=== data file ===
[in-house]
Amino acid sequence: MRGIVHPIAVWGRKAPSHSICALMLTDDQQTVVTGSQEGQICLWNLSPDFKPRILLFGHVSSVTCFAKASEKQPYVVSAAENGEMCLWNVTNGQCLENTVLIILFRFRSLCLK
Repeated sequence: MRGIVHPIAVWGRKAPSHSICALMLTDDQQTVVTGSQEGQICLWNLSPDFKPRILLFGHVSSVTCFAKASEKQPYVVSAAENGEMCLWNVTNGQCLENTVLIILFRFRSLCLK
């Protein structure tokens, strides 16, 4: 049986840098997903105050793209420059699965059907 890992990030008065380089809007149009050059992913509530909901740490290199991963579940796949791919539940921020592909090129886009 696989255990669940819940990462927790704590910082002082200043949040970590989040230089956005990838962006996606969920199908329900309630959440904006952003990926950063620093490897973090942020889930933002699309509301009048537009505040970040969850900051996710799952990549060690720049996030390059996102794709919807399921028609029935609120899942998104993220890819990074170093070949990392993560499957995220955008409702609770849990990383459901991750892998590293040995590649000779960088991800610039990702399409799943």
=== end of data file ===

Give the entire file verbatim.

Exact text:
[in-house]
Amino acid sequence: MRGIVHPIAVWGRKAPSHSICALMLTDDQQTVVTGSQEGQICLWNLSPDFKPRILLFGHVSSVTCFAKASEKQPYVVSAAENGEMCLWNVTNGQCLENTVLIILFRFRSLCLK
Repeated sequence: MRGIVHPIAVWGRKAPSHSICALMLTDDQQTVVTGSQEGQICLWNLSPDFKPRILLFGHVSSVTCFAKASEKQPYVVSAAENGEMCLWNVTNGQCLENTVLIILFRFRSLCLK
């Protein structure tokens, strides 16, 4: 049986840098997903105050793209420059699965059907 890992990030008065380089809007149009050059992913509530909901740490290199991963579940796949791919539940921020592909090129886009 696989255990669940819940990462927790704590910082002082200043949040970590989040230089956005990838962006996606969920199908329900309630959440904006952003990926950063620093490897973090942020889930933002699309509301009048537009505040970040969850900051996710799952990549060690720049996030390059996102794709919807399921028609029935609120899942998104993220890819990074170093070949990392993560499957995220955008409702609770849990990383459901991750892998590293040995590649000779960088991800610039990702399409799943």